Leftovers Part 1: Revisiting the Year's Big Stories Former Congressman Mark Foley, would-be Supreme Court justice Harriet Miers and buckshot victim Harry Whittington all made the headlines during the last year. What are they up to now?
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Leftovers Part 1: Revisiting the Year's Big Stories

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Leftovers Part 1: Revisiting the Year's Big Stories

Leftovers Part 1: Revisiting the Year's Big Stories

Leftovers Part 1: Revisiting the Year's Big Stories

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Former Congressman Mark Foley, would-be Supreme Court justice Harriet Miers and buckshot victim Harry Whittington all made the headlines during the last year. What are they up to now?

ALEX CHADWICK, host:

On this day after Thanksgiving, DAY TO DAY is thinking about news leftovers. And by that we mean people who were newsmakers - big news a few months ago -but who we haven't heard from for a while. Here to bring us up to date on stories is NPR's Luke Burbank. Hey, Luke.

LUKE BURBANK: Hi Alex.

CHADWICK: So the first person we want to check in on is Mark Foley. He's the Republican congressman from Florida. He abruptly resigned in September after those allegations that he'd sent explicit, sexually-charged messages to under-aged congressional pages. Back in early October, the Speaker of the House, Dennis Hastert, expressed his outrage to reporters.

Representative DENNIS HASTERT (Speaker of the House, Republican, Illinois): Congressman Foley duped a lot of people. I have known him for all the years he served in this House, and he deceived me too.

CHADWICK: So Luke, as we say, Mark Foley abruptly resigned, what happened to him?

BURBANK: Well, he's been lying pretty low the last, oh, a month and a half or so. He's actually been in rehab in Arizona, where he's being getting treatment for a problem with alcohol. He did make a kind of semi-public appearance last week. It was the first time anyone had seen him outside the facility. And it was for pretty sad occasion. He was in Florida where he was attending the funeral of his father who had been battling cancer. And at that funeral, he did make a kind of a public speech, and he thanked everyone there for supporting him, and he also tearfully - this is according to reports - thanked his father for standing by him, even recently when all these allegations came out.

And he is also being investigated, still, by the FBI. And also, the state of Florida has announced now that they are beginning to look into the matter, to see if he violated Florida state laws. So he may want to stay in rehab for two to five years because things are probably not going get better for him for a while.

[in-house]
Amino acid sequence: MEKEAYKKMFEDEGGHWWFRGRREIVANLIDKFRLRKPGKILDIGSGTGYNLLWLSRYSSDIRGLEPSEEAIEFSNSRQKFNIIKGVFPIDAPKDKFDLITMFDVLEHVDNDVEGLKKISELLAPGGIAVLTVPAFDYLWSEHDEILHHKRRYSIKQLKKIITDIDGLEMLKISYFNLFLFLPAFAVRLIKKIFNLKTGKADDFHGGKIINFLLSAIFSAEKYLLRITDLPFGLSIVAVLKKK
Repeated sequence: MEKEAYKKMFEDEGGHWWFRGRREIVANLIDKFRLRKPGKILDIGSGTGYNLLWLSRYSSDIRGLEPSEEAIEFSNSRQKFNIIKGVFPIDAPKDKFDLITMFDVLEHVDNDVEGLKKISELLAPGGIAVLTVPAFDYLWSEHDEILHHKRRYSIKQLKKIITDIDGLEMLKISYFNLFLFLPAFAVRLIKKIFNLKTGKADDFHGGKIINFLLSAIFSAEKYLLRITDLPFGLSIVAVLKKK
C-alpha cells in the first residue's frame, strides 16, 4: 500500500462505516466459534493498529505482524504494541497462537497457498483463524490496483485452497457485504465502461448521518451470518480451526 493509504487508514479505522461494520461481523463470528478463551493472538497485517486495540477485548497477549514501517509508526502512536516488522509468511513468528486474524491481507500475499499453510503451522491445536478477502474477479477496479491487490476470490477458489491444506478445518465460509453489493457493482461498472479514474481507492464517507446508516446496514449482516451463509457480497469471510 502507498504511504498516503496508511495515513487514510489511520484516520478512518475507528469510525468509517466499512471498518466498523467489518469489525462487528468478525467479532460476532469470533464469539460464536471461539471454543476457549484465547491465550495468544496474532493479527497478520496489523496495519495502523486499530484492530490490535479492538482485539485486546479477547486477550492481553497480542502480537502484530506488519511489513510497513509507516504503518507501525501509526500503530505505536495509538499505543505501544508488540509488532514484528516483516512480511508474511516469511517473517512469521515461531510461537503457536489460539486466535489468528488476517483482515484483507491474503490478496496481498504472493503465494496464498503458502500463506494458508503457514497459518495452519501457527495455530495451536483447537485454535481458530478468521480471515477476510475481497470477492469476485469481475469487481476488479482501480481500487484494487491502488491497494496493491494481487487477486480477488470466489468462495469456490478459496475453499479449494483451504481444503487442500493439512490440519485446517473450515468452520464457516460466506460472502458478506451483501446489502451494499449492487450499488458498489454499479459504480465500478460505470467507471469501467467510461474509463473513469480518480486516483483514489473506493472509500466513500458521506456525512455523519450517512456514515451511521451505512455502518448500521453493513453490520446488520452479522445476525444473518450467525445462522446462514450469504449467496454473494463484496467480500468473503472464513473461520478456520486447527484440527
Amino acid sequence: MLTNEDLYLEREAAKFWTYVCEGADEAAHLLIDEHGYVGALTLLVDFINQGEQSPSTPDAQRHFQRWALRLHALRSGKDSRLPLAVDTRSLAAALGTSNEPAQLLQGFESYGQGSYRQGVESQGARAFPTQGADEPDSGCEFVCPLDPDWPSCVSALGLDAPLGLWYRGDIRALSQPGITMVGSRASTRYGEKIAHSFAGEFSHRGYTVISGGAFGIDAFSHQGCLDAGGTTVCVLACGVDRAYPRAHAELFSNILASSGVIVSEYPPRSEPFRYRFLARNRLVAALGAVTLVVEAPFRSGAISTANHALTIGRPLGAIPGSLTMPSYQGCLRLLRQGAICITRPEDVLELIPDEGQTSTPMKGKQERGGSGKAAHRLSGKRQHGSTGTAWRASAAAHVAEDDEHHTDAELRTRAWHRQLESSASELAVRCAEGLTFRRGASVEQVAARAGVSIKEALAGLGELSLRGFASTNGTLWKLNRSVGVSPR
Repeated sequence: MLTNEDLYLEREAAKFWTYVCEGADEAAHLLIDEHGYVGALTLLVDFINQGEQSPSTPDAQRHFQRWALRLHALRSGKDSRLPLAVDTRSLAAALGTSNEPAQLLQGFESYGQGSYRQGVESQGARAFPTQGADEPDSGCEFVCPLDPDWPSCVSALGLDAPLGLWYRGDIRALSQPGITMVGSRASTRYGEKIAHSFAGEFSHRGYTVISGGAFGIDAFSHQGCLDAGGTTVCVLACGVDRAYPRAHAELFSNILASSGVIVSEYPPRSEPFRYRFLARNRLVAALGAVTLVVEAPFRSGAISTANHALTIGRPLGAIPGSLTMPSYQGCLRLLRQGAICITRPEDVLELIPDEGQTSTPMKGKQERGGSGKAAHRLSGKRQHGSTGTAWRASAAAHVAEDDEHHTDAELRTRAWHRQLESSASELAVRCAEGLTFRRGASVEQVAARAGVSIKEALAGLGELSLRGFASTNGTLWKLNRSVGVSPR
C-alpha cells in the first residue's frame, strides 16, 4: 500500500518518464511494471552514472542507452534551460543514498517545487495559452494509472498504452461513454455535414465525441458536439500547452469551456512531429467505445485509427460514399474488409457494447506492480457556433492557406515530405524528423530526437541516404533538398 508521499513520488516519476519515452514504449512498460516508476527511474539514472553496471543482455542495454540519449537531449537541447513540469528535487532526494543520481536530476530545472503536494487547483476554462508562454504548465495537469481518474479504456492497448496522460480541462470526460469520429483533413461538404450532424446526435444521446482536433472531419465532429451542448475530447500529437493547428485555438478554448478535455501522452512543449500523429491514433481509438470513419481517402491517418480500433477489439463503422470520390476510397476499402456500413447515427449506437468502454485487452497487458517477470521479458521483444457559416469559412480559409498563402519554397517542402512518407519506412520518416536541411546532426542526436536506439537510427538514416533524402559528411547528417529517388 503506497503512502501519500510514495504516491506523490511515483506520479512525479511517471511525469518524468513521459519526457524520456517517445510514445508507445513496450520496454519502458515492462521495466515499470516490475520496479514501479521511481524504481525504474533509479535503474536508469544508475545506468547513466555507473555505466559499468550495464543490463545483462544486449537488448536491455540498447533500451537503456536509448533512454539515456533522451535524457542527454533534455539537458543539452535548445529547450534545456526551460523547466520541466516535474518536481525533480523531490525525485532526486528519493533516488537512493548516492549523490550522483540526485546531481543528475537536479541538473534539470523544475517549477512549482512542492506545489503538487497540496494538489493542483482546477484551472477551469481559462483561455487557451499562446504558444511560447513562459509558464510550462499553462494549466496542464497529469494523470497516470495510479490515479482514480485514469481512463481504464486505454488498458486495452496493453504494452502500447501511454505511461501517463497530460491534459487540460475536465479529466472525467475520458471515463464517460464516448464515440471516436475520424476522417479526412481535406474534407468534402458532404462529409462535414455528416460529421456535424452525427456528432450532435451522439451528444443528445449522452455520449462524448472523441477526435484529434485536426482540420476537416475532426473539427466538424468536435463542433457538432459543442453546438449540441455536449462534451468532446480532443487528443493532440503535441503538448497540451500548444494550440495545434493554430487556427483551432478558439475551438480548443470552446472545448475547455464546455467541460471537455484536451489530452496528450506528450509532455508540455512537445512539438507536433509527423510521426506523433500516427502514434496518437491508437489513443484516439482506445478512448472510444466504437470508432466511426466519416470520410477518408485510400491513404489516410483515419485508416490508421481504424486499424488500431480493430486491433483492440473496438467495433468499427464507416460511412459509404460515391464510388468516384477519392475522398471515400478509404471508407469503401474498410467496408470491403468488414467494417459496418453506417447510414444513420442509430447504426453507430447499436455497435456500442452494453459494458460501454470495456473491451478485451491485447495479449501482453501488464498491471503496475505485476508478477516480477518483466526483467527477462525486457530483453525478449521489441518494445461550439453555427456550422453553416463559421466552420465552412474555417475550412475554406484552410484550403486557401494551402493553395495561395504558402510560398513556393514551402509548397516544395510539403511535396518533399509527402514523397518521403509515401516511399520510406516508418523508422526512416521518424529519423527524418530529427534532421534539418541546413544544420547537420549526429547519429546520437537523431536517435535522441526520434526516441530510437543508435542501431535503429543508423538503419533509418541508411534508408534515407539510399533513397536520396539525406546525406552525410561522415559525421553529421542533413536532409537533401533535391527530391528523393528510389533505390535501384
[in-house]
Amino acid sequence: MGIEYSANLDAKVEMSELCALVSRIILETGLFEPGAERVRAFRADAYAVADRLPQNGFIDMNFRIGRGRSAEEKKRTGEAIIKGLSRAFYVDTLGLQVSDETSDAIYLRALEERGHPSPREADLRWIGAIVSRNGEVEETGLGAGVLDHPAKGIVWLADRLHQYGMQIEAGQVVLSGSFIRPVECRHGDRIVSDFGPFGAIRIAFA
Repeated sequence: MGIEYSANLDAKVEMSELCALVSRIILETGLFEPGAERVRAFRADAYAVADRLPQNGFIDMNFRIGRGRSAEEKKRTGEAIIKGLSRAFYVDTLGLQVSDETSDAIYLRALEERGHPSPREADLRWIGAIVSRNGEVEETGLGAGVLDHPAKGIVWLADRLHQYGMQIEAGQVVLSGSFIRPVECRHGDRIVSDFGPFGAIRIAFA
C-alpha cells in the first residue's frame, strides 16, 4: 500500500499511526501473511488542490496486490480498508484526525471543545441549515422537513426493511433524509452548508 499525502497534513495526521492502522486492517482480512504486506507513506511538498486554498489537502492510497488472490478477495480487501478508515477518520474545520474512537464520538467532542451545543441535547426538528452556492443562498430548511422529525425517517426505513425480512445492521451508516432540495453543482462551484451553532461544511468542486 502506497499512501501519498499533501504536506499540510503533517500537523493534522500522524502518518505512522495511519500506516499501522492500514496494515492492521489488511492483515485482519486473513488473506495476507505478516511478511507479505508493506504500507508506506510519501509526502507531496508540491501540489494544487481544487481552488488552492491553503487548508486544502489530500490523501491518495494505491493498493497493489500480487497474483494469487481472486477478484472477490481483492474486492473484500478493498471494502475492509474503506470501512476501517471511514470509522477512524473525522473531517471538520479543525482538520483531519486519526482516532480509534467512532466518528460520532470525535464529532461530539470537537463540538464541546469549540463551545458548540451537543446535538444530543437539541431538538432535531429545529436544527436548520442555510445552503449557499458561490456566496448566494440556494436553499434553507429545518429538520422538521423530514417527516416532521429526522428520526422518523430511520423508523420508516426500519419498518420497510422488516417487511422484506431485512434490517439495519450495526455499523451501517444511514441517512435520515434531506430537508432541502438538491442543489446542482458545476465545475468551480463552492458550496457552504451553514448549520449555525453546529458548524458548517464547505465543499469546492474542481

CHADWICK: Okay, here's another name, Harriet Miers. Now, she was the White House Legal Council to President Bush, who he nominated to the U.S. Supreme Court a little more than a year ago. This is last October - here she is making a statement.

Ms HARRIET MIERS (Supreme Court Nominee): If confirmed, I recognize that I will have a tremendous responsibility to keep our judicial system strong.

CHADWICK: That's Harriet Miers, a little more than a year ago. She pretty quickly withdrew here nomination after it drew so much criticism it practically bordered on ridicule. Luke, where is Harriet Miers now?

BURBANK: Alex, she is right where she was before the whole Supreme Court nomination kerfuffle. She's doing her old job, which as legal counsel to the White House. She's the person who vets all things legal as they pertain to President Bush. And she has been keeping about as low profile after the nomination as she was beforehand. You know, no one knew very much about her, when she sort of popped up as this nominee.

And the second that she was no longer the nominee, she kind of went back to a very incognito lifestyle. She reportedly gets in early and leaves late, and has just sort of gone back to her - life working for President Bush. Now, she has been with President Bush since before he was even governor of Texas. So they have a long relationship, and there didn't seem to be any indication that she will go anywhere between now and the end of the president's term. So she'll probably around the White House for the next two years.

CHADWICK: Finally Luke, where is Harry Whittington these days? And listeners remember, he is the 79-year-old Texas lawyer and Republican mover and shaker -at least in Texas politics - who was accidentally shot in the face and chest by Vice President Dick Cheney while they were hunting last February on a Texas ranch.

Here's the Vice President describing it in a Fox News interview.

Vice President DICK CHENEY: I turned and shot at the bird. And at that second, saw Harry standing there.

CHADWICK: So that was a big history six, seven, eight months ago. Where is Harry Whittington?

BURBANK: I can tell you, Alex, as one of the reporters who was in Corpus Christi, Texas, trying to get some kind of comment from Mr. Whittington - he has really stayed out of the media spotlight the last few months. In fact, he made it serve his personal goal by not doing any interviews. As the media furor has kind of died down, he's gone back to his job as a lawyer in Austin. He still shows up for work everyday. He is in pretty good health, Alex. Probably as good a health as can be expected for someone who was, you know, shot in the face at age 79.

CHADWICK: NPR's Luke Burbank, coming back again later in the program. More of Leftovers, Luke?

BURBANK: Yes. I'll see you then Alex.

CHADWICK: All right. Thanks.

(Soundbite of music)

CHADWICK: And stay with us on DAY TO DAY.

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